“In addition to all this, take up the shield of faith, with which you can extinguish all the flaming arrows of the evil one.” (Ephesians 6:16)
Do you recognize the depth of the fight? This battle is deeper than the person in front of us or behind a screen. It’s spiritual. The verse above is taken from the text in Ephesians that tells us what it means to put on the whole armor of God. Why do we need a full suit of armor?
Because even when we aren’t expecting it, the tiniest flames fester and can cause us pain. Because if we don’t take the precautions to put out the flaming arrows, big or small, they will eventually destroy us and those around us. In this metaphor we are to make FAITH our shield. Believing in and trusting God is a shield against the hurt that Satan seeks to inflict.
In Proverbs chapter 3 it says, “Let love and faithfulness never leave you; bind them around your neck, write them on the tablet of your heart.” It’s an inner shield! The heart must be bound up with love and faith. Read on and we learn not only does this help us find favor with others, but we are directed to the ultimate trustworthy one, our Creator.
Friends, when you find your hair is singed, the air stinks, and blisters emerge;
Don’t give in to the burn.
Don’t let it close you off.
Don’t go and burn someone else’s hair.
Rather, cover that heart shield with a dousing of faith and love. Shampoo away the stink and forgive. Put some ointment on the blister and heal. Trust God to put out the arrows that will likely keep coming. Trust him to fight the battles because they belong to him. (1 Samuel 17:47)
As the prelude begins, we walk, barefoot, to the front of the church and assume the resting stance. A brief pause, and then we begin dancing. Although I had only practiced once a few days before, the muscle memory takes over and the motions become fluid and delicate, mirroring the other dancers. We wear matching red and white mu’umu’us, floral hairpieces, and star-shaped cowrie shell chokers, celebrating the specialness of the occasion about which our hands tell the story. I wasn’t even in high school the first time I joined this ensemble, candles flickering, strong voices intoning memorized lyrics, and the smell of pine mixed with a bit of must. A rich tradition: the Silent Night Hula.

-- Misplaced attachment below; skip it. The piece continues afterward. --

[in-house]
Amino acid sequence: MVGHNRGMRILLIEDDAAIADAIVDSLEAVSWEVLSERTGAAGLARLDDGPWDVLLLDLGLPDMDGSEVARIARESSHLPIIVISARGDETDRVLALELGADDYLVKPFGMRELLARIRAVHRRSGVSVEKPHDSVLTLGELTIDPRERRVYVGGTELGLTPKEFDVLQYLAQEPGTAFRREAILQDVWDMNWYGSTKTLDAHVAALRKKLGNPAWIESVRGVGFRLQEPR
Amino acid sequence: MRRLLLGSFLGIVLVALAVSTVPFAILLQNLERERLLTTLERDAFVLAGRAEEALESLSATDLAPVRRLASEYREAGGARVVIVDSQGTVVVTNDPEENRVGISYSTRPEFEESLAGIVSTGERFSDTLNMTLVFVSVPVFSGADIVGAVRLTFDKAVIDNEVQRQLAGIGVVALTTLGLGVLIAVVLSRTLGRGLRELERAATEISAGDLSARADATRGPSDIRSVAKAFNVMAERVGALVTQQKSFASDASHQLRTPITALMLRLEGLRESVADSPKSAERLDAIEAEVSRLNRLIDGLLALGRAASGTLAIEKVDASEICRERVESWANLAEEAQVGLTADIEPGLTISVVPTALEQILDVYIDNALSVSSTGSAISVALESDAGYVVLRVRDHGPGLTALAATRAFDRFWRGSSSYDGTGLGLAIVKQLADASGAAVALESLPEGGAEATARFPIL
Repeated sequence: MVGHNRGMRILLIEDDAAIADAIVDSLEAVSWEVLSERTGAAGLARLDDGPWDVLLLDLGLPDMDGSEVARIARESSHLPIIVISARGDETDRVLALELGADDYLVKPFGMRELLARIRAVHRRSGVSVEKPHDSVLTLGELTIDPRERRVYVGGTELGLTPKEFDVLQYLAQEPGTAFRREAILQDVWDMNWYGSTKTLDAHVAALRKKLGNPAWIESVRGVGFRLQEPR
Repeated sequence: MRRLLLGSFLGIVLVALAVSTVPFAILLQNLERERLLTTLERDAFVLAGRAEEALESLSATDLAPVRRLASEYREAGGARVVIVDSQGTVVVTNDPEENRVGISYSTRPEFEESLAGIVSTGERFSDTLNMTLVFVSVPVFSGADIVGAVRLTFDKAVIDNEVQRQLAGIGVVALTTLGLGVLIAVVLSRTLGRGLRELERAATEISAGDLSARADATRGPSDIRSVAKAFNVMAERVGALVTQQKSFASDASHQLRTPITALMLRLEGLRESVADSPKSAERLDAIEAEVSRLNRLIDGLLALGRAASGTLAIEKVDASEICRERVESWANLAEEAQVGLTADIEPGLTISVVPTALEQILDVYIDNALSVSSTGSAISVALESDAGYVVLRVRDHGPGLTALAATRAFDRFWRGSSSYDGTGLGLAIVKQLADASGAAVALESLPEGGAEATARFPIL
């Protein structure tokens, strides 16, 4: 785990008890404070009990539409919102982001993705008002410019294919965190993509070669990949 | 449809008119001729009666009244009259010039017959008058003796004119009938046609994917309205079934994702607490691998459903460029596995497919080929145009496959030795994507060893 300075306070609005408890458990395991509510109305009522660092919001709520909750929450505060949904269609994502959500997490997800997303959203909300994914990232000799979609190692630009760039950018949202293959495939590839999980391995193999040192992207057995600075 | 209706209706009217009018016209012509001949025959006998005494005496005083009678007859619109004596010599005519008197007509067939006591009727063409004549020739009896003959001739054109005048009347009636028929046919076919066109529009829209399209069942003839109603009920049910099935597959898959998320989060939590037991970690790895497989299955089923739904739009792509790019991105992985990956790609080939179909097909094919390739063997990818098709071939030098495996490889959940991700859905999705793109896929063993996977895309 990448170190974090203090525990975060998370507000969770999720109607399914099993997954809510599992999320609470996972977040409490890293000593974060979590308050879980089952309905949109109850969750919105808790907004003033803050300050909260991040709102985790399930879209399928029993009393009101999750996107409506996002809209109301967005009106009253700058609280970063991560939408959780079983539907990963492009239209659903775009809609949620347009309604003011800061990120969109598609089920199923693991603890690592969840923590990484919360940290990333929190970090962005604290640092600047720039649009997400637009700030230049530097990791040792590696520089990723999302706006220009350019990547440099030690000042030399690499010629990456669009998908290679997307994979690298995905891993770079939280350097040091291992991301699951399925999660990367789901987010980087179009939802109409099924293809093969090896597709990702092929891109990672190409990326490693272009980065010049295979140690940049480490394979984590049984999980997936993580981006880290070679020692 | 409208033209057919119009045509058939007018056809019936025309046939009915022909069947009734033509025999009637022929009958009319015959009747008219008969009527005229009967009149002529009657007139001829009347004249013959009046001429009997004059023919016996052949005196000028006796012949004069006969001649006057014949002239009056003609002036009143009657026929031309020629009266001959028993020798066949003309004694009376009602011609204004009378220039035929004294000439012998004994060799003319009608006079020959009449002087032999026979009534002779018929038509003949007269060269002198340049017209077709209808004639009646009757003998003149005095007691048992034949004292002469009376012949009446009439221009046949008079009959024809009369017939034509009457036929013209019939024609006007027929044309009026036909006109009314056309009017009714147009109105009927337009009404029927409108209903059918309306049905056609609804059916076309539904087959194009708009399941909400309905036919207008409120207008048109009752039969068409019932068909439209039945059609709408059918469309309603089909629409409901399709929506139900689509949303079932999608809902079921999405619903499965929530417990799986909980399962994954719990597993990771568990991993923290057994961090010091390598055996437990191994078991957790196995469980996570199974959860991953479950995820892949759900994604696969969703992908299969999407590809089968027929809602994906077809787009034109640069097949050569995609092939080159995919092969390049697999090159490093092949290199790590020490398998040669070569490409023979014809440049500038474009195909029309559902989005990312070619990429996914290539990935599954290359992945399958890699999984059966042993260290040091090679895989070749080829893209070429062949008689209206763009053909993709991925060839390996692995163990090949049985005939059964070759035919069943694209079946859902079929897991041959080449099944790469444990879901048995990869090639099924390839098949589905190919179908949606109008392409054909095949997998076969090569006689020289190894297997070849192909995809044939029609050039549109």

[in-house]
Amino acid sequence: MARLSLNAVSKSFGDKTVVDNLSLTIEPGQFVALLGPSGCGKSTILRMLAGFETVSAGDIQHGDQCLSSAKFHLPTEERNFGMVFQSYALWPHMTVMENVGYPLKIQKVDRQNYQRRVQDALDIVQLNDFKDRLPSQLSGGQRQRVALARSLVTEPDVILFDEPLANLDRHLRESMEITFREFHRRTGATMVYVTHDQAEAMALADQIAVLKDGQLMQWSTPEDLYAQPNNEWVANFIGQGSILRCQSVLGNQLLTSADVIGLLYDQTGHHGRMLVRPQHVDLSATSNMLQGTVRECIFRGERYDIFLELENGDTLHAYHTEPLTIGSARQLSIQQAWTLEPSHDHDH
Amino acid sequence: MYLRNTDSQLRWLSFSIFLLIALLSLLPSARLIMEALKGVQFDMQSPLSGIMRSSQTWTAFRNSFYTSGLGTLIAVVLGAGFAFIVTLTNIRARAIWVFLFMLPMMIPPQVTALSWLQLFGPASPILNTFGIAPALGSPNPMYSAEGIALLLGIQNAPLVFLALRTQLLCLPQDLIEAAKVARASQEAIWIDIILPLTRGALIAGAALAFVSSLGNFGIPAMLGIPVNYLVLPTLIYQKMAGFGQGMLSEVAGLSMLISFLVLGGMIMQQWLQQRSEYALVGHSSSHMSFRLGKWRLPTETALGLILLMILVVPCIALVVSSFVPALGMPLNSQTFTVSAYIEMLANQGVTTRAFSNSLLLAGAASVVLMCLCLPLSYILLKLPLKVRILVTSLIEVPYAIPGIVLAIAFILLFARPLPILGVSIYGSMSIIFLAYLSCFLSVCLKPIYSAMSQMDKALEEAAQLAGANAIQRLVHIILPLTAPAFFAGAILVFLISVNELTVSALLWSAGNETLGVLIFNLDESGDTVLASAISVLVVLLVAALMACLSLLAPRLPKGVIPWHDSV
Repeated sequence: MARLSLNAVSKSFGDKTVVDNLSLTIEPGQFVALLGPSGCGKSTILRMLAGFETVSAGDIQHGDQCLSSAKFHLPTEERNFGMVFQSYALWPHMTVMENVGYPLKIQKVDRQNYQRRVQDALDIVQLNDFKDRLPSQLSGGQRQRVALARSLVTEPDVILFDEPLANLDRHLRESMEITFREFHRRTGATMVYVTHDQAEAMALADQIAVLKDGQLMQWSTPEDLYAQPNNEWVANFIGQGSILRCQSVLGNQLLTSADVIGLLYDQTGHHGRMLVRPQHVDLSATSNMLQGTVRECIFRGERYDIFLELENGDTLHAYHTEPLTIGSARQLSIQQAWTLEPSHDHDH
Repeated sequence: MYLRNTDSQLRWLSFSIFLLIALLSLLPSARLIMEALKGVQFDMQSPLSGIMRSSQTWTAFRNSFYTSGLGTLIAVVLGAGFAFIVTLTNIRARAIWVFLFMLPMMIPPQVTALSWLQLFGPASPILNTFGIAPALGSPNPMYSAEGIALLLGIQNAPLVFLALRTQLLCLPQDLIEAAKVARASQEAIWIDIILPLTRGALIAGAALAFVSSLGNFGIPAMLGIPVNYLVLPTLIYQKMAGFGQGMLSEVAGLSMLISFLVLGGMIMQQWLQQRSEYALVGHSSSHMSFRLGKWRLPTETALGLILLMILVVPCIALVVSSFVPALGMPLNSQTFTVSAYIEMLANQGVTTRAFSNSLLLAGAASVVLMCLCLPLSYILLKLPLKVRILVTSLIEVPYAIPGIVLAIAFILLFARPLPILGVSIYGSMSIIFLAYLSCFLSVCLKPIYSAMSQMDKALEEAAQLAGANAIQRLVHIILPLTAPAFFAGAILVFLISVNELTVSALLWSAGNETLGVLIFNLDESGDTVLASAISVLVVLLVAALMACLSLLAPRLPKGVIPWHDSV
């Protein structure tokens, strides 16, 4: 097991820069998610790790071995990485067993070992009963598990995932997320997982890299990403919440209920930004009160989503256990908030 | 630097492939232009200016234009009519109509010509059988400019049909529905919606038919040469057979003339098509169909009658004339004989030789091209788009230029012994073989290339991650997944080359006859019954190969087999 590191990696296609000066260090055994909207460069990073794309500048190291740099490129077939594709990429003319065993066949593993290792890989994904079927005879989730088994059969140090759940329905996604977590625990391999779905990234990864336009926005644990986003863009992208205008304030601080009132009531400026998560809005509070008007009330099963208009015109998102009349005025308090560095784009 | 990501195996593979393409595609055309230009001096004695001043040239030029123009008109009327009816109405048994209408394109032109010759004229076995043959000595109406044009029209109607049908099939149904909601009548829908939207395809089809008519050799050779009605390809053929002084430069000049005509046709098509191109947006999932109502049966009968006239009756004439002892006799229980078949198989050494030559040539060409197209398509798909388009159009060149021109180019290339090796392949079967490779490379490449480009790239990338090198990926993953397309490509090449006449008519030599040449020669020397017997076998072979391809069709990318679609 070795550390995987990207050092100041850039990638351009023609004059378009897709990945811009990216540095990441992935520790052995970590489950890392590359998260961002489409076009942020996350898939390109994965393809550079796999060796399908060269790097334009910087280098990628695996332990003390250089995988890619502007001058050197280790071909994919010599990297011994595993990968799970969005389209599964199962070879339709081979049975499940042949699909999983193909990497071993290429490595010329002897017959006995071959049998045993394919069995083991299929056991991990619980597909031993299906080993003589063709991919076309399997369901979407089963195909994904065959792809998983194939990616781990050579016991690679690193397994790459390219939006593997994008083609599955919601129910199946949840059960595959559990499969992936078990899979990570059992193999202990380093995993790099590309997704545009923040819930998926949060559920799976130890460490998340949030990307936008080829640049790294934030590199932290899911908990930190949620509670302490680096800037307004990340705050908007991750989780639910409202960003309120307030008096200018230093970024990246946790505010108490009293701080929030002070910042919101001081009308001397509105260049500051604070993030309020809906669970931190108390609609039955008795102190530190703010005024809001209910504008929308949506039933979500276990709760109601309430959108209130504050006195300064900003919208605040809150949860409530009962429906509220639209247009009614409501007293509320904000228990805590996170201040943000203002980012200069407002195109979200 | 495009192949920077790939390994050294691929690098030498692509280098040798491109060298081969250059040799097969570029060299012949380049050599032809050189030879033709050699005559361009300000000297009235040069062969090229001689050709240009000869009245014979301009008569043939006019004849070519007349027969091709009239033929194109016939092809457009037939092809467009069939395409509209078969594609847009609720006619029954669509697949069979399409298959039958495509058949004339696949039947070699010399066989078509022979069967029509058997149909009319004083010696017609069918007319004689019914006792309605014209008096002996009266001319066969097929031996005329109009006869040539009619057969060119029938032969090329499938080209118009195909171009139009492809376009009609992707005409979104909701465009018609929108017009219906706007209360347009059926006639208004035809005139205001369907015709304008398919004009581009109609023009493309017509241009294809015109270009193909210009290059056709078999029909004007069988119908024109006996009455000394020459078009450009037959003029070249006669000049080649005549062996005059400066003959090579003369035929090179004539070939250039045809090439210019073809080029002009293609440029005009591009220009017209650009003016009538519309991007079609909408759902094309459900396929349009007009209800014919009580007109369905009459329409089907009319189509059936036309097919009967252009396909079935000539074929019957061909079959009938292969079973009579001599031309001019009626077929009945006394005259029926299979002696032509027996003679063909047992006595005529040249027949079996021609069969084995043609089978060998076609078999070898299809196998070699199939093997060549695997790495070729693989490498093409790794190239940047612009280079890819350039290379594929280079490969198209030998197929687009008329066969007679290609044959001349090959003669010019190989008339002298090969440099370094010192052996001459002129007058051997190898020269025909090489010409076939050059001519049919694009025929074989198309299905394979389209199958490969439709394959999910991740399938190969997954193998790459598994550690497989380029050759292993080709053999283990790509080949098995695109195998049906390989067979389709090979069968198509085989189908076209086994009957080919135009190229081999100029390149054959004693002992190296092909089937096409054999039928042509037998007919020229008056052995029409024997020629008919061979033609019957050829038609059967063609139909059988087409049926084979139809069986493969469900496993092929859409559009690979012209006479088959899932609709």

Since college graduation, my participation in this tradition has dwindled, limited by the time and expense of flying across the ocean to spend Christmas with family.
This year, however, we needed to hold family close, being reminded more than ever of the temporal nature of our earthly existence, so we quarantined, masked, tested, and flew. This year, we marked x’s on the dance area, 6 feet apart. This year, we added liturgical facemasks to our traditional outfit. This year, small family clusters in cloth masks donned face shields and held battery-operated candles. But they sang, and we danced.
I wanted to cry at the beauty and sadness swirling through the sanctuary, but I couldn’t. So many tears have been shed already, so I just kept dancing to the muffled voices.
Hula is storytelling. Ancient dances share history and ancestral knowledge (read more here), and especially before the unification and transcribing of Hawai’ian language, hula carried the stories through generations. Although hula is typically paired with a chant or song, the movements convey special importance beyond being simply an illustration.
And here’s where I realized the gift of the hula especially for times like these: when almost everything is taken away we can still tell the story of the holy infant so tender and mild. Of the dawn of redeeming grace.